Google’s Latest Tools Boost Ranking for Discussion Forums and Social Media Platforms in Search Results

Google today introduced new tools for website owners, including those running social media sites and discussion forums, who want to better elevate their content in Google’s search results. The feature follows Google’s reprioritization of user-generated web content over SEO-optimized junk, which has increasingly become a problem on today’s modern web. In May, Google first rolled out a new “Perspectives” search filter that would highlight posts from discussion boards like Reddit, Q&A sites like Quora, and social media platforms in its search results. The feature, which first arrived on mobile, was launched to desktop users earlier this month along with other search changes.

The company also said its ranking algorithm was being updated to push more of these first-hand perspectives higher in search results so they’re easier to find.

With the new tools, Google is giving websites hosting first-person perspectives the ability to signal to the search engine how their data is structured so their content will be featured both accurately and “as complete as possible” in Google’s Search Results, the company explains.

For example, with the new ProfilePage markup, any site where creators post content will be able to showcase their creators’ profiles directly in Google Search results, including information like their name, handle, profile photo, follower count, or the popularity of their content. Both Google’s Perspectives feature and its Discussions and Forums feature can make use of this type of markup.

Meanwhile, the DiscussionForumPosting markup will help Google to better recognize the conversations that are coming from any online forum or discussion site around the web. While Google can already identify a number of top forums, like Reddit, in its Search Results, this markup would allow other, smaller sites to be better indexed, categorized, and ranked by Google’s new algorithm, as well.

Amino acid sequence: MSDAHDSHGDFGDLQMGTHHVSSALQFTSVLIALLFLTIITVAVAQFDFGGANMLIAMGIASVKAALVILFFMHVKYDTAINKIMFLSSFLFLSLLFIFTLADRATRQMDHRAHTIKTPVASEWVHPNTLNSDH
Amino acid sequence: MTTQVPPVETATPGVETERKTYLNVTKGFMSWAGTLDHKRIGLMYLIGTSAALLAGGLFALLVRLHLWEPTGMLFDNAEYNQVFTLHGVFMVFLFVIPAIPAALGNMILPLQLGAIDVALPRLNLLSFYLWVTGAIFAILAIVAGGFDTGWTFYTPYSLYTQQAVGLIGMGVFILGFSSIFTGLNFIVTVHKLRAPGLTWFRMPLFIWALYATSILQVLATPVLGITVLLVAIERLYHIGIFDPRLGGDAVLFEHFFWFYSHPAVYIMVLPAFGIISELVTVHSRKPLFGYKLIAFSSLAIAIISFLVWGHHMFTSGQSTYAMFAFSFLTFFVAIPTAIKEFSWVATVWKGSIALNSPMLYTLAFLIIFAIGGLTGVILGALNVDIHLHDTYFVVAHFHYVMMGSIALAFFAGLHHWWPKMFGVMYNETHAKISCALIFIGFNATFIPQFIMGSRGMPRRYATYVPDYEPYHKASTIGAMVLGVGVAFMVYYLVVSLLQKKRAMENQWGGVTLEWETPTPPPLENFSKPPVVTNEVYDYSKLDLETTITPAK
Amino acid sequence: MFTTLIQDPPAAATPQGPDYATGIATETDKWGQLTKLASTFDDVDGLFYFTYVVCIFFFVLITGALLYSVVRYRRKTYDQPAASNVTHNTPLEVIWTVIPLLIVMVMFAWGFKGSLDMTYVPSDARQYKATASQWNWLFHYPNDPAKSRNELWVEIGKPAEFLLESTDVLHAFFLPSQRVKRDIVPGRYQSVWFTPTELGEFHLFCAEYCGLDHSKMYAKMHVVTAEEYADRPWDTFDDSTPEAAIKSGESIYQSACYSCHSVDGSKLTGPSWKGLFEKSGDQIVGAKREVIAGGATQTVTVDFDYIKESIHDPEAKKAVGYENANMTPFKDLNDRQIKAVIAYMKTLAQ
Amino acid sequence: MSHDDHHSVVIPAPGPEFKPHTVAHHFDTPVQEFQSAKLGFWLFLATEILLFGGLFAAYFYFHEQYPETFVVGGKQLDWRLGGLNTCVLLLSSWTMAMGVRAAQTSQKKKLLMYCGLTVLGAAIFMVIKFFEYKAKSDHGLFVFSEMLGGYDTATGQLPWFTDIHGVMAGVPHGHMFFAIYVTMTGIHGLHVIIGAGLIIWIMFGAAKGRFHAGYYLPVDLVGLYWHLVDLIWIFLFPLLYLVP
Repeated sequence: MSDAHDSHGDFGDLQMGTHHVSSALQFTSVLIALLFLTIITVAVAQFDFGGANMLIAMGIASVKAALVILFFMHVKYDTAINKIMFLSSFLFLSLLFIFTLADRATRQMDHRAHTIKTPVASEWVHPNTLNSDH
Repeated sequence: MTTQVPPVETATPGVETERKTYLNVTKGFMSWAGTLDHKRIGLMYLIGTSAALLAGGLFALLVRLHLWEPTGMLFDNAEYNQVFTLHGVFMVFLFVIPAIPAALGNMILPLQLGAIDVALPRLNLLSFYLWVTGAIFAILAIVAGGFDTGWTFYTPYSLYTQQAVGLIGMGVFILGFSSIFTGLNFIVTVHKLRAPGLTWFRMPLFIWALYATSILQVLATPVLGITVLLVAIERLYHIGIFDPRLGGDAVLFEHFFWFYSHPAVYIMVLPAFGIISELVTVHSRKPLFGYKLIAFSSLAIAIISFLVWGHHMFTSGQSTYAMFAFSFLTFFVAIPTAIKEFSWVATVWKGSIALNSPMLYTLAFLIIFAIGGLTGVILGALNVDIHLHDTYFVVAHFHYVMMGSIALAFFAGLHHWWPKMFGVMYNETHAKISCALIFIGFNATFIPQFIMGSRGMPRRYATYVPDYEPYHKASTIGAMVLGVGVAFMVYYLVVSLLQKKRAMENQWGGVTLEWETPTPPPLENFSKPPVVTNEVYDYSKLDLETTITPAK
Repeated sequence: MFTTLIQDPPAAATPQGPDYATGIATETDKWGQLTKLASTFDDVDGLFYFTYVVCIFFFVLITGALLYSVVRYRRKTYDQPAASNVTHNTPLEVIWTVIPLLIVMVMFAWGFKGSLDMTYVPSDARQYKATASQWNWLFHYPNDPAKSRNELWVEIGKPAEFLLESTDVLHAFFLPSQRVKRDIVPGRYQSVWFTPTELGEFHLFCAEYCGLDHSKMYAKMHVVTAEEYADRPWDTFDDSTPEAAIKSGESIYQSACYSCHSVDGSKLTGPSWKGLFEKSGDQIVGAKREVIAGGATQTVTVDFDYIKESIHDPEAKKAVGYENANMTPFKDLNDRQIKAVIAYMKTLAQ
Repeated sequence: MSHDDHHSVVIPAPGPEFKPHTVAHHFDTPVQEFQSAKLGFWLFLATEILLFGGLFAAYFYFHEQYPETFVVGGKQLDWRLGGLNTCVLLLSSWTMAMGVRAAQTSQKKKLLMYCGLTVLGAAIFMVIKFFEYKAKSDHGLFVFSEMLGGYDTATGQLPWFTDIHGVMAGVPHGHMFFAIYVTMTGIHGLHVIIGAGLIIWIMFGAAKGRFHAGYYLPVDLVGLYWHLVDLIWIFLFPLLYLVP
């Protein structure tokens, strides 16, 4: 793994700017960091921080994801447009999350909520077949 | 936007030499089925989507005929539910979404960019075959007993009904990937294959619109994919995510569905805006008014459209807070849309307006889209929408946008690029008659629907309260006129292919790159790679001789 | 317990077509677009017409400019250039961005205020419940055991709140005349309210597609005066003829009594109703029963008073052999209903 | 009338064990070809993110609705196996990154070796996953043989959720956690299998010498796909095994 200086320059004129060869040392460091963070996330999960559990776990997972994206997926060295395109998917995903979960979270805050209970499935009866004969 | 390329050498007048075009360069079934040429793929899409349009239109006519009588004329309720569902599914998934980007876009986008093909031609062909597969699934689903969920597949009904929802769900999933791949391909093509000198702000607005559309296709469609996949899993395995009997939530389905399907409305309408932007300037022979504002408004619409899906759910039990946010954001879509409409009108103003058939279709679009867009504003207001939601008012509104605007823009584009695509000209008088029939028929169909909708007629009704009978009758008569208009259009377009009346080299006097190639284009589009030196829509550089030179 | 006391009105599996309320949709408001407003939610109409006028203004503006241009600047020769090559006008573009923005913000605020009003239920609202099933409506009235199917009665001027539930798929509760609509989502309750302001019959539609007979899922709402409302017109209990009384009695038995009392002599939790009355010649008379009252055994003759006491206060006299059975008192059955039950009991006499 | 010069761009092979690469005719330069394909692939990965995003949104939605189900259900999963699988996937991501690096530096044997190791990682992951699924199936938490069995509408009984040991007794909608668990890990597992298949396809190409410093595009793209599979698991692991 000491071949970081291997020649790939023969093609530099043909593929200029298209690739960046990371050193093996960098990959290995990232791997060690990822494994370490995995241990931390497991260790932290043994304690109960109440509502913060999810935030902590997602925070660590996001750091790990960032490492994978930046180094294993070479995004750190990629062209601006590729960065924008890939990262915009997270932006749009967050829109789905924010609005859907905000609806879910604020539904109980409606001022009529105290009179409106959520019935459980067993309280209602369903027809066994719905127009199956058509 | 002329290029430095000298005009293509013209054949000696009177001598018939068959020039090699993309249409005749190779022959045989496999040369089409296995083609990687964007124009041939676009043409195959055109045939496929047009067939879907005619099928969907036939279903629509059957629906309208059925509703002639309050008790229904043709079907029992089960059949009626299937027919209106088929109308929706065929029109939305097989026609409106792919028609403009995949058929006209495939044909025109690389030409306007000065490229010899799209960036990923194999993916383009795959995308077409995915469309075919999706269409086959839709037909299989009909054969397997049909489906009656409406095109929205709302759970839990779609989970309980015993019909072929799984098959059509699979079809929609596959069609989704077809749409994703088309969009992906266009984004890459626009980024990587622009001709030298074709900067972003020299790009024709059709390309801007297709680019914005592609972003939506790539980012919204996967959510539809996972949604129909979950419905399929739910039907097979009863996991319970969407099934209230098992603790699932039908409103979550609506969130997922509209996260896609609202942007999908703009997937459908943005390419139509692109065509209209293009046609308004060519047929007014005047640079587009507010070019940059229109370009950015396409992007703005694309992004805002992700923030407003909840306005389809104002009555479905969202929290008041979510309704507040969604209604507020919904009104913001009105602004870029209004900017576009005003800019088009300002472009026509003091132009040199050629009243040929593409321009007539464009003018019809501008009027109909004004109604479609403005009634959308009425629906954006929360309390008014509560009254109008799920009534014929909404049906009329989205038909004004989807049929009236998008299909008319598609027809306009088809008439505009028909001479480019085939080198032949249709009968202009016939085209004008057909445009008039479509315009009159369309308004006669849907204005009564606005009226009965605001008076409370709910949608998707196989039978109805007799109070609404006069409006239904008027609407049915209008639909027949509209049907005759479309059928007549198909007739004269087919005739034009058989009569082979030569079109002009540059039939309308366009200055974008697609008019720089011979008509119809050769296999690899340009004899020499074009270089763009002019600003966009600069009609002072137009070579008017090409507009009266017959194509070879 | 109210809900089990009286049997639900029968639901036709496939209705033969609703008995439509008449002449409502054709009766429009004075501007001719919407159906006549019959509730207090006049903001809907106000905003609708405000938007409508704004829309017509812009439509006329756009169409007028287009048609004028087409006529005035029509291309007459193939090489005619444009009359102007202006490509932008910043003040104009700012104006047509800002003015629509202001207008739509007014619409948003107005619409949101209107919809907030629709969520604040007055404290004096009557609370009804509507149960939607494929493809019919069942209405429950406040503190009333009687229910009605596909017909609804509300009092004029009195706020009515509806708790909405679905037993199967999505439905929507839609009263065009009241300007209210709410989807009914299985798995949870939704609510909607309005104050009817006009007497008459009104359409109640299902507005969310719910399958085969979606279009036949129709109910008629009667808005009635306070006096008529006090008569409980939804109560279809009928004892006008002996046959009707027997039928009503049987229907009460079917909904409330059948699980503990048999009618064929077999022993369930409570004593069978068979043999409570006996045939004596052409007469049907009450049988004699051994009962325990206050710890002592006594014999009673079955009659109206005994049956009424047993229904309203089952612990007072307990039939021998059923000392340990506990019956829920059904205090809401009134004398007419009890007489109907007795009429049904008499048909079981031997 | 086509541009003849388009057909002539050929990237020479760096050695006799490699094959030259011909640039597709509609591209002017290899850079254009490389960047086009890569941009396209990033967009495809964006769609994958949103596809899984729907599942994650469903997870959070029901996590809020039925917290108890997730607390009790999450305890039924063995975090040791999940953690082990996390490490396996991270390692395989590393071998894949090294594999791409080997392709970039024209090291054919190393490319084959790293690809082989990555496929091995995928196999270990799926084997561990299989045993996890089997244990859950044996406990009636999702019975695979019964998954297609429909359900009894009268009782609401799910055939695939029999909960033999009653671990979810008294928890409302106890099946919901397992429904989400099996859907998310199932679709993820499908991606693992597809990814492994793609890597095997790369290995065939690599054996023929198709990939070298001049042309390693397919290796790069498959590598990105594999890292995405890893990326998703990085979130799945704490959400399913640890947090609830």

Image Credits: Google

This includes Q&A sites, which have their own markup, as well as general discussion forums.

To support site owners in implementing these changes, Google is updating its Search Console with new reporting that will show things like errors, warnings, and valid items related to their marked-up pages. Both features will also be available in the Rich Results Test so site owners can test and validate any markup changes.

Google’s changes to how it categorizes and ranks content come at a time when there’s a growing number of complaints about the search engine’s usefulness.

Though Google arguably outperforms many of its search competitors, its results are now often littered with SEO-optimized, machine-written content, and there’s a real fear that as AI advances take over, that problem will only get worse. Case in point: this post circulating on X today describes an “SEO heist” that stole 3.6 million in search traffic from a competitor by creating articles based on the competitor’s sitemap using AI. While a horrible, worst-case scenario for AI (and an unverified one at that), it’s creating a buzz because it exemplifies what many think will be the end of Google: faked, AI-written garbage prioritized over the work, thoughts, and opinions of real people.

Whether or not this example becomes a reality — the proverbial canary in the coal mine — remains to be seen.

But this is precisely what Google’s ranking changes aim to address as the search engine attempts to better index, surface and categorize forums and social sites in search results.

Of course, Google’s experiments with next-generation search don’t end there. The company is also testing its own generative AI answer engine, Search Generative Experience, and recently announced an experiment that will let users annotate web pages with notes — likely, a hedge against Reddit choosing to lock down its site behind an API so as not be the source for AI training data without payment. If annotations took off, Google will have effectively built its own Reddit on Google directly, but the feature is still an opt-in experiment for now.

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